That email may not seem like much, but it's really quite revealing: it shows that, when you do a typical Google search for long-distance moving companies, the sites you are most likely get from your search are precisely those sites where the scammers buy their leads (that would be you). They buy leads from these facade websites, and when you call them, you don't realize that you're already halfway to being scammed.
The only surefire way I know of to avoid these moving scammers is to NOT find your mover via an internet search; I'm afraid it's just asking to be ripped off.
Remember: The interstate moving game is entirely unregulated Somalia hiding in plain view in the middle of America. Every year, thousands of Americans are victimized, and they shake their heads and wonder how it's possible that there are organized crime gangs operating in interstate commerce in America and the feds do nothing. Long story short, we're getting another taste of the bitter harvest from the deregulation mania, the delusion that if streamlined, smart regulation is good, no regulation at all must be even better. When the Gingrich Congress killed the Interstate Commerce Commission, they killed the only agency with a mandate to prevent the interstate moving scams; in theory the FBI should be on the case, but they're too busy infiltrating peaceful demonstrations.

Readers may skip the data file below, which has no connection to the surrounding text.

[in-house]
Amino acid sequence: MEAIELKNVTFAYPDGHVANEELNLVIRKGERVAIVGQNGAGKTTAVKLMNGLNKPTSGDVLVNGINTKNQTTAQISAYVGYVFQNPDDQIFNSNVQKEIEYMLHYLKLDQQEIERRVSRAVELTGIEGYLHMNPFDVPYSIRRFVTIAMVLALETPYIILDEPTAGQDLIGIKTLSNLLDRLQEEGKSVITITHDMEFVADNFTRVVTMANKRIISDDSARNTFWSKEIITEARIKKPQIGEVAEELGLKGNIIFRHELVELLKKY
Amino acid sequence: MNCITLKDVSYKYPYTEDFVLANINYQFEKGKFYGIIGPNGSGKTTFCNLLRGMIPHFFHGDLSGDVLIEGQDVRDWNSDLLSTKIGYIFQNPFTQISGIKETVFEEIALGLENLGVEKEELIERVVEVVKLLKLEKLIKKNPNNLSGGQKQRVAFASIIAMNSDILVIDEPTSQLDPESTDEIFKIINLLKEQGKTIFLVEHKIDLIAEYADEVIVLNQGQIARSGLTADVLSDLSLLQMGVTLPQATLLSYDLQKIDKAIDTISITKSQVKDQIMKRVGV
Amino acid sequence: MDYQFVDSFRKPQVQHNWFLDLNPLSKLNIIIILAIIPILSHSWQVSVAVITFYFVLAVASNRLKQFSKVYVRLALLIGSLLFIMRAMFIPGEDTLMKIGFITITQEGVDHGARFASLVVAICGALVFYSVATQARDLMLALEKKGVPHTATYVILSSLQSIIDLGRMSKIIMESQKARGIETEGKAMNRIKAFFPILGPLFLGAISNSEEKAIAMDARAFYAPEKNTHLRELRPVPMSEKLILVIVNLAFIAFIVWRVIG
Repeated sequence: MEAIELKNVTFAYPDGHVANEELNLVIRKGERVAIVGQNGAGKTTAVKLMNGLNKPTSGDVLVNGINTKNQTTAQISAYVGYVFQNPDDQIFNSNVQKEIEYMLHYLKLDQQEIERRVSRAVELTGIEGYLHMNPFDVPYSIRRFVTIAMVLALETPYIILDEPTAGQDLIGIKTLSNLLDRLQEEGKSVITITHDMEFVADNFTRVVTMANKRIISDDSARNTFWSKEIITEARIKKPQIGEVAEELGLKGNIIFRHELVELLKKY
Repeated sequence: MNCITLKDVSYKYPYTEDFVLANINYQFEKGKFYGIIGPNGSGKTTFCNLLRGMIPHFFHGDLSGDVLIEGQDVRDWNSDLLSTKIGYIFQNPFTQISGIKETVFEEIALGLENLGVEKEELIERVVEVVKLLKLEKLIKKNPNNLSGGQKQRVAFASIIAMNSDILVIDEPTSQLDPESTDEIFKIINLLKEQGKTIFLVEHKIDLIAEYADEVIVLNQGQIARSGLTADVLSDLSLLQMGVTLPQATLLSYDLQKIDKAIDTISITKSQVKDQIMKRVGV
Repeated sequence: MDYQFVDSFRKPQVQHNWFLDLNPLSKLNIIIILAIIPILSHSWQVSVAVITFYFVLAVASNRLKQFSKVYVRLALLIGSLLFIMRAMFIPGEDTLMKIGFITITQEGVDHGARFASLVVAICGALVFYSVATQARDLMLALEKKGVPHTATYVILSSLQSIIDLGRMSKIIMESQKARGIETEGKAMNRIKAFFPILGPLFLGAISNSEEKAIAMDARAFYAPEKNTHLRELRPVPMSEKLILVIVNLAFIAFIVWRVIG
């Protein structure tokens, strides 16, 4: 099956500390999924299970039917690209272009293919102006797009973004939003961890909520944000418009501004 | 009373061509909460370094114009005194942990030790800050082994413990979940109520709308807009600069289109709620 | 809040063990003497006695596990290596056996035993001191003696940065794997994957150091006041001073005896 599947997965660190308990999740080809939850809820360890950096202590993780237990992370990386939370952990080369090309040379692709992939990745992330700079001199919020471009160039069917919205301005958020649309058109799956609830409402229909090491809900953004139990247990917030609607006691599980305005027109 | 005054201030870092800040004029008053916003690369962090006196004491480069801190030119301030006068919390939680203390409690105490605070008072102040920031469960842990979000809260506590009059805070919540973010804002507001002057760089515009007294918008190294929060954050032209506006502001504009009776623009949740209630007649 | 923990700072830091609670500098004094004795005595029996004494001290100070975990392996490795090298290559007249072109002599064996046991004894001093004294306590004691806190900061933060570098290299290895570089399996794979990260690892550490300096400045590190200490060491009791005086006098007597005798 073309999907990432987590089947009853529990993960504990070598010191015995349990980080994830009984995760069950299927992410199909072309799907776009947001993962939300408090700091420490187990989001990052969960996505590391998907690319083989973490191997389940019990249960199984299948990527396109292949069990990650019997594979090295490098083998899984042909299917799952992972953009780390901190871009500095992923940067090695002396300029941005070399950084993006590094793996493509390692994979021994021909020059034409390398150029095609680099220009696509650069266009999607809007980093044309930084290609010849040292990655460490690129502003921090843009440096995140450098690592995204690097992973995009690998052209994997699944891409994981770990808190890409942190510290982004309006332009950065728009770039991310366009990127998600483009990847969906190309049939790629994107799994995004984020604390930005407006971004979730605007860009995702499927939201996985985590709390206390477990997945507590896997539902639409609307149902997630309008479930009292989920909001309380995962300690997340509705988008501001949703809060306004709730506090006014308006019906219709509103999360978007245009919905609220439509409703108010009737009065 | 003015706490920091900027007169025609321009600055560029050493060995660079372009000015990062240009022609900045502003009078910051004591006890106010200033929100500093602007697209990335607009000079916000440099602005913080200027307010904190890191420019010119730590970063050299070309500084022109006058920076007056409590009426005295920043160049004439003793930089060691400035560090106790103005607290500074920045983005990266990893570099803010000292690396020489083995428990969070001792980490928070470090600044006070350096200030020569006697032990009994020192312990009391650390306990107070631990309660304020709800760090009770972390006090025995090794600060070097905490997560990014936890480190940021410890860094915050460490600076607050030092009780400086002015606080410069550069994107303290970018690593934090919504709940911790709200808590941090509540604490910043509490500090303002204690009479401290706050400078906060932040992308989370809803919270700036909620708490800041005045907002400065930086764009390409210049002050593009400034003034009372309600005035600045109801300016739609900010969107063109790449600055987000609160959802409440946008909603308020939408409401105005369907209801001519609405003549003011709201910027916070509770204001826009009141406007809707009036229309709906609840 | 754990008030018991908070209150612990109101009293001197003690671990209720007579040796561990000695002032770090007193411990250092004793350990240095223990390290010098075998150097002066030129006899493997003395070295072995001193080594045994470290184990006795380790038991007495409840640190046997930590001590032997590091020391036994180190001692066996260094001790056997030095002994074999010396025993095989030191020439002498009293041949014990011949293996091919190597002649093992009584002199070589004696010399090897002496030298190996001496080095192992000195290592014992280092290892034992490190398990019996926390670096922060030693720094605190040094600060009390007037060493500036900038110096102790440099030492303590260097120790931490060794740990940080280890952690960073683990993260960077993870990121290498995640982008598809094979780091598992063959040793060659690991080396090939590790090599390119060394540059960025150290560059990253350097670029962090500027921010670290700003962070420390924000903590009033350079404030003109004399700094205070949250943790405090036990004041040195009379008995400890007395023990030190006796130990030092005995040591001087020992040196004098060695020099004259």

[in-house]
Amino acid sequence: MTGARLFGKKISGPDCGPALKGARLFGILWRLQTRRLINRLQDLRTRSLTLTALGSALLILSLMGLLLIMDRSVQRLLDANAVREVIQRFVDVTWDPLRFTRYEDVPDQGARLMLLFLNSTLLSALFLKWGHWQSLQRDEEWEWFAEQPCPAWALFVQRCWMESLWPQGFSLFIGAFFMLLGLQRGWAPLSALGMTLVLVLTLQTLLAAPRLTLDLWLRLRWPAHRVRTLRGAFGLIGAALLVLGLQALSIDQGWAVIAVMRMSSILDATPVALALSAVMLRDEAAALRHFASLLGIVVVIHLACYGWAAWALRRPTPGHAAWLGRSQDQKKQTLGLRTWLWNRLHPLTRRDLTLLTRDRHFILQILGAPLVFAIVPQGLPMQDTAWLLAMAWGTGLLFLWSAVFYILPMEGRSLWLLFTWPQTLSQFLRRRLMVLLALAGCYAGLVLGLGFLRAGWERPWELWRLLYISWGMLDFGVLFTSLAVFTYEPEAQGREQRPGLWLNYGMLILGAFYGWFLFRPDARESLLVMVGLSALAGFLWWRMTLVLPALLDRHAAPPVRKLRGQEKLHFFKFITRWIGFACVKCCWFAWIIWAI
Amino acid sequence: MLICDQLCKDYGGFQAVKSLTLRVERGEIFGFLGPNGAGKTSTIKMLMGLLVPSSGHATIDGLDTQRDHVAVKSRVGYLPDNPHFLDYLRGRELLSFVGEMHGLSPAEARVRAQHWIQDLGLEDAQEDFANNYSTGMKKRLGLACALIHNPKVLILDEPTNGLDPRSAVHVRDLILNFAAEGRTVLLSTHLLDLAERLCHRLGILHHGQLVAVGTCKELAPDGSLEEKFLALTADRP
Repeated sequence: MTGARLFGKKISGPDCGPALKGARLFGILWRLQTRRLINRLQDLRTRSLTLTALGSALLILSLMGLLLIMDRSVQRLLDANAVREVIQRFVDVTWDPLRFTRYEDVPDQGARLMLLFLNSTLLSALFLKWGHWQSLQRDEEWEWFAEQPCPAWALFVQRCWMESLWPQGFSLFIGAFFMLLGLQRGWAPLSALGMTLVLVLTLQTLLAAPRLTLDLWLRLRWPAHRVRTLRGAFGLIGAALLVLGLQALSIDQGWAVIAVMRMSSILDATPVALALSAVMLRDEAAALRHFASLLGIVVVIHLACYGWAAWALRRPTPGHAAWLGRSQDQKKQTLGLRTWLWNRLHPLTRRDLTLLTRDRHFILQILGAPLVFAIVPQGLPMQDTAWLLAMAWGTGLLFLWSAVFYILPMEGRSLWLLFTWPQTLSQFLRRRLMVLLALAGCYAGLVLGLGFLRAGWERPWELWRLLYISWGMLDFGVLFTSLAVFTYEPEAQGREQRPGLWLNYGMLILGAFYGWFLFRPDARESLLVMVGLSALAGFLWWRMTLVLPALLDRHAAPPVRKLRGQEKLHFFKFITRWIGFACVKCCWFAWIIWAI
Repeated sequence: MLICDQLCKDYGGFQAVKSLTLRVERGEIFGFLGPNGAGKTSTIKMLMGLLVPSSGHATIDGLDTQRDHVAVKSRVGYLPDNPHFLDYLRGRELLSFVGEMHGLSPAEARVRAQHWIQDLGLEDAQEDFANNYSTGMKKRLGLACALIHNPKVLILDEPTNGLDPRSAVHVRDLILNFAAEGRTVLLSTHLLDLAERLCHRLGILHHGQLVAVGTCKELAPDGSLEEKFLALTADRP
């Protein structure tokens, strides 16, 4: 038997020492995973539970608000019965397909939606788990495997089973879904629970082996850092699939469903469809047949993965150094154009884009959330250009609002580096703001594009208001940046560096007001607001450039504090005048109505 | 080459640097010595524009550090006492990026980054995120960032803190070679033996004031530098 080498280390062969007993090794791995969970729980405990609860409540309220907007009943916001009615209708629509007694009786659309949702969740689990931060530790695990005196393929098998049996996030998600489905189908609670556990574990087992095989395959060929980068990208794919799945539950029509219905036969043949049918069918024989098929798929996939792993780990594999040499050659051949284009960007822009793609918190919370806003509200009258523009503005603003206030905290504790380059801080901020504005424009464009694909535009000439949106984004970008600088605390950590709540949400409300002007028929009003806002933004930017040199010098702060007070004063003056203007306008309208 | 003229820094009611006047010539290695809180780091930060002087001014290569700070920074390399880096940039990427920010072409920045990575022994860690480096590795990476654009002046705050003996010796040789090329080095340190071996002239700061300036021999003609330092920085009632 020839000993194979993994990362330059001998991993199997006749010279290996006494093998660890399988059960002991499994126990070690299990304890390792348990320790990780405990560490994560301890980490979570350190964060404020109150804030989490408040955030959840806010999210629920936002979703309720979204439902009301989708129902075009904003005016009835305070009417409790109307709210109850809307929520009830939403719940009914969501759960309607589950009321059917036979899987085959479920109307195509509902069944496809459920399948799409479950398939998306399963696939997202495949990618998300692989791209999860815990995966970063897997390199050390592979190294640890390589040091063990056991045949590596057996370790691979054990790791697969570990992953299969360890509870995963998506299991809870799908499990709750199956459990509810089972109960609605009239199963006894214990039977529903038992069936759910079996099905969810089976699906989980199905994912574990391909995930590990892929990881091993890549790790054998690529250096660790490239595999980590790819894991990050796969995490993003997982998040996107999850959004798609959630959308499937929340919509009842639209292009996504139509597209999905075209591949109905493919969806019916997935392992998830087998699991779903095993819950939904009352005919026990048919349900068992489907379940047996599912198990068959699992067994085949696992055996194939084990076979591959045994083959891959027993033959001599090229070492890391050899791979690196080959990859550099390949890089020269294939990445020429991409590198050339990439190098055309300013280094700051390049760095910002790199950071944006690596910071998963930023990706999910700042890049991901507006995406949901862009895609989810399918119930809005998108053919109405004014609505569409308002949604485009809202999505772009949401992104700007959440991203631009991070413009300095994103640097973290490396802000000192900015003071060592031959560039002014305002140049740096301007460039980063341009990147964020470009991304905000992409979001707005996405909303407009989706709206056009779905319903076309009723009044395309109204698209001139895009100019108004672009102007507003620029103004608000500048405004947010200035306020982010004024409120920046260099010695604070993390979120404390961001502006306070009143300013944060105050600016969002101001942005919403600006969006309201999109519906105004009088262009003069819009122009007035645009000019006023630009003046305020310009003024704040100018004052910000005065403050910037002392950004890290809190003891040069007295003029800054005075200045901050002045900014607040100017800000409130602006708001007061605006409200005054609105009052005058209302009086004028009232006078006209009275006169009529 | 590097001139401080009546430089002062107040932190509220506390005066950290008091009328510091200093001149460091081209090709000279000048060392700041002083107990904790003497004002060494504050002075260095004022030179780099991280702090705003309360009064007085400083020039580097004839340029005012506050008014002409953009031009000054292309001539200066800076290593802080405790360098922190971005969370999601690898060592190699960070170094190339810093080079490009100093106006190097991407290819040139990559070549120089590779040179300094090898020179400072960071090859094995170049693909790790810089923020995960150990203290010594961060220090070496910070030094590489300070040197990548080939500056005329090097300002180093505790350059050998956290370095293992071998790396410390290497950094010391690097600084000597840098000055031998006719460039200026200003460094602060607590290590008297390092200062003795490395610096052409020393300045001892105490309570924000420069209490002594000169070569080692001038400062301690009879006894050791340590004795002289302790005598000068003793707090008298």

Bottom line: You have no reliable protection from any government against these scammers. You're on your own, so the only smart thing to do is avoid them in the first place. Ask anyone who's been ripped off by the moving scammers; they'll tell you that it's much better to pay more up front to a reputable mover than to pay the same or even more to the scammer who may or may not eventually decide to give you your goods back after a anguishing months- or even years-long battle.